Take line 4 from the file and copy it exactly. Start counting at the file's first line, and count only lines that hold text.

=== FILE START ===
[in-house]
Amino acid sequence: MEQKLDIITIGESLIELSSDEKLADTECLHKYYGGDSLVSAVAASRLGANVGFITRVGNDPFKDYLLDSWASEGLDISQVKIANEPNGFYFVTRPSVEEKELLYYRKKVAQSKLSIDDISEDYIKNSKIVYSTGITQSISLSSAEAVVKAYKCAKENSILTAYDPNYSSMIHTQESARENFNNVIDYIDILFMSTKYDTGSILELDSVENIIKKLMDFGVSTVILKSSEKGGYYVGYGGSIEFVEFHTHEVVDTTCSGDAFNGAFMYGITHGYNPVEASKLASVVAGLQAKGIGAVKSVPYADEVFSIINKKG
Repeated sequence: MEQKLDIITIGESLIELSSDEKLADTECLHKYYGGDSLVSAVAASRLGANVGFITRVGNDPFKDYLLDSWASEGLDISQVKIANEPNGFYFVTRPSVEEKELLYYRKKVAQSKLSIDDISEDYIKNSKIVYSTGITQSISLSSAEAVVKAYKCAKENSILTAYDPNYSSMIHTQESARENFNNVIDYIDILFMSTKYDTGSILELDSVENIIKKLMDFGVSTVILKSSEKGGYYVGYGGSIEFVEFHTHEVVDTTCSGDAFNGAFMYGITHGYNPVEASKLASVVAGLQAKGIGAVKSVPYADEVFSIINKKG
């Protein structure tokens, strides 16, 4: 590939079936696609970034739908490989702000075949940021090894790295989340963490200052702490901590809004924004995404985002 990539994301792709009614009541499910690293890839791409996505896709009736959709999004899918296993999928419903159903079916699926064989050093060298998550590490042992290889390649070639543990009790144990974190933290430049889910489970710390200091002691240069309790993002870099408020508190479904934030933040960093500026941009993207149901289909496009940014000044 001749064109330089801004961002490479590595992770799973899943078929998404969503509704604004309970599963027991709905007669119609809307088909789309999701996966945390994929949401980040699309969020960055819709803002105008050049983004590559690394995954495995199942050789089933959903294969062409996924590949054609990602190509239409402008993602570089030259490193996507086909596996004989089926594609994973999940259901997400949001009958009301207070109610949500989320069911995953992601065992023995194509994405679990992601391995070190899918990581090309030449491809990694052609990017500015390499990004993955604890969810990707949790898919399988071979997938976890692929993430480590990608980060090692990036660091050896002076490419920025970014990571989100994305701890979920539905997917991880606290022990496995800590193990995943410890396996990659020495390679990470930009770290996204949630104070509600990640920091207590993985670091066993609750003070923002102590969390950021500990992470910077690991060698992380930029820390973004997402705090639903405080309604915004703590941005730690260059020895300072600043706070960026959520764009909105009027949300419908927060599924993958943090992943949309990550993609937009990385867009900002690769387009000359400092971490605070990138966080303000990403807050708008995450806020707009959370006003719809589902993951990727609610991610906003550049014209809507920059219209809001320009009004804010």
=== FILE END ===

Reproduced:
């Protein structure tokens, strides 16, 4: 590939079936696609970034739908490989702000075949940021090894790295989340963490200052702490901590809004924004995404985002 990539994301792709009614009541499910690293890839791409996505896709009736959709999004899918296993999928419903159903079916699926064989050093060298998550590490042992290889390649070639543990009790144990974190933290430049889910489970710390200091002691240069309790993002870099408020508190479904934030933040960093500026941009993207149901289909496009940014000044 001749064109330089801004961002490479590595992770799973899943078929998404969503509704604004309970599963027991709905007669119609809307088909789309999701996966945390994929949401980040699309969020960055819709803002105008050049983004590559690394995954495995199942050789089933959903294969062409996924590949054609990602190509239409402008993602570089030259490193996507086909596996004989089926594609994973999940259901997400949001009958009301207070109610949500989320069911995953992601065992023995194509994405679990992601391995070190899918990581090309030449491809990694052609990017500015390499990004993955604890969810990707949790898919399988071979997938976890692929993430480590990608980060090692990036660091050896002076490419920025970014990571989100994305701890979920539905997917991880606290022990496995800590193990995943410890396996990659020495390679990470930009770290996204949630104070509600990640920091207590993985670091066993609750003070923002102590969390950021500990992470910077690991060698992380930029820390973004997402705090639903405080309604915004703590941005730690260059020895300072600043706070960026959520764009909105009027949300419908927060599924993958943090992943949309990550993609937009990385867009900002690769387009000359400092971490605070990138966080303000990403807050708008995450806020707009959370006003719809589902993951990727609610991610906003550049014209809507920059219209809001320009009004804010």